The Great British Snow effect
It is at best bemusing and at worst embarrassing the reaction of the Great British public to the advent of a few inches of snow.
A sort of mild panic is triggered in the British psyche whereas some see it as a sort of Armageddon, where they discuss nothing else but their plans to get home, or their plans to get to work.
The media seem to get carried away too. Today two documentaries are featured telling of former freezing periods in Britain's history, seemingly screened to coincide with the current snowy weekend.
Then we have those who selfishly panic buy and generally go into the 'siege mentality'.
Business Cards From Only £10.95 Delivered www.myprint-247.co.ukView details
Contact: 01858 468192
Valid until: Sunday, May 26 2013
God help us if there ever was a catastrophe; some would no doubt rip your hair out to get to the bread aisle first.
Why does Britain grind to a standstill when snow and ice materialise do you imagine; other countries seem to manage? With rail, roads and even airports closing; it's almost absurd.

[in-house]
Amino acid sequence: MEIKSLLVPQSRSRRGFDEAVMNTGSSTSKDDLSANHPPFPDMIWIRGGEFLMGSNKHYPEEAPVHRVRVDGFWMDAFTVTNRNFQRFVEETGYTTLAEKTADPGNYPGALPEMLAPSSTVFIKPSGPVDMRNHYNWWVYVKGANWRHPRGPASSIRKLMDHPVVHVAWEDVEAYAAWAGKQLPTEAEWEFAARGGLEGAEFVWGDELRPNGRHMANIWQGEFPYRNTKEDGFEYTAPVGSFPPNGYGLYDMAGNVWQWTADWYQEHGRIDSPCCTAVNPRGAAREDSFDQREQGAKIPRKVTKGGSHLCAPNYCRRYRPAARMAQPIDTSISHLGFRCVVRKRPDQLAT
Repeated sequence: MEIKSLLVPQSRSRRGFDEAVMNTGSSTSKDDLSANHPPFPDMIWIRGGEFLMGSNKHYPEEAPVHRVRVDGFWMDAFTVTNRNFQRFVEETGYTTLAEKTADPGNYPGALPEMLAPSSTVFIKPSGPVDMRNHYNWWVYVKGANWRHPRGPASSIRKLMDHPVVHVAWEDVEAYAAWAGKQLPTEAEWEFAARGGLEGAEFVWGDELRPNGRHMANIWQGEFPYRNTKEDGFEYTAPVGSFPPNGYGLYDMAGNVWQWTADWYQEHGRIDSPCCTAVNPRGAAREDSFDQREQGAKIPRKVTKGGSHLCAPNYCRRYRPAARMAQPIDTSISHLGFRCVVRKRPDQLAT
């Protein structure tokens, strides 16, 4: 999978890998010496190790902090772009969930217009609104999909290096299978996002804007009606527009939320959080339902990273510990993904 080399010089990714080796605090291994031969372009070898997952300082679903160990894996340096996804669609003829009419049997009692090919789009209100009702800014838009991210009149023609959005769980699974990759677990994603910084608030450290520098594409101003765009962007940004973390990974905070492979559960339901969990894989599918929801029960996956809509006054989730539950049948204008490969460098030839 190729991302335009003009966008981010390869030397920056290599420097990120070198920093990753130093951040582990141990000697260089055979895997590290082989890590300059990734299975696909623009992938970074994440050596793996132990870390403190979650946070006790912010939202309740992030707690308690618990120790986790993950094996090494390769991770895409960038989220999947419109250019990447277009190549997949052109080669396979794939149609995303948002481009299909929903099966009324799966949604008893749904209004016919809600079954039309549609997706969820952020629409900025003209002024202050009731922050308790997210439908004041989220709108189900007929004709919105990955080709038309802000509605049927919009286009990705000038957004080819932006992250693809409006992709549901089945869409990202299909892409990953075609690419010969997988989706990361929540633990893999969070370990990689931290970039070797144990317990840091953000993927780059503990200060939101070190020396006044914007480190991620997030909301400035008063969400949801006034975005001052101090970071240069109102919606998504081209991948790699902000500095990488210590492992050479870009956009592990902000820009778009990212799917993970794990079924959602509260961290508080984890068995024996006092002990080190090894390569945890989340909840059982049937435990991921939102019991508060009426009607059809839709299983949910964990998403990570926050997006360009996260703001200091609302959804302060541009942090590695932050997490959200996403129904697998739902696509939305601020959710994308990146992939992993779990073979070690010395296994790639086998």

One taxi receptionist exclaimed last night in war torn fashion that: "There are no taxis duck, the drivers have been through it all day and are exhausted".
Been through what you might wonder, war, famine, plague? No, a day's worth of snow flurries.
You can conclude that the relevant authorities do not make any provision for snowfall and no doubt they cross their fingers that it won't happen. It usually doesn't.
But in the last few years the weather patterns have changed where we have been experiencing cold snaps for successive weeks. So is it time for the authorities to make contingency plans for this shifting climate change?
In the meantime some people should understand what others enjoy about snowfall. The rat race calms down, the earth becomes oxygenated, aggravating traffic is put in its place and we stay indoors and hibernate accepting there will be disruption to our lives for a day or two.
And for the more adventurous, discovering sledging is an outdoor revelation.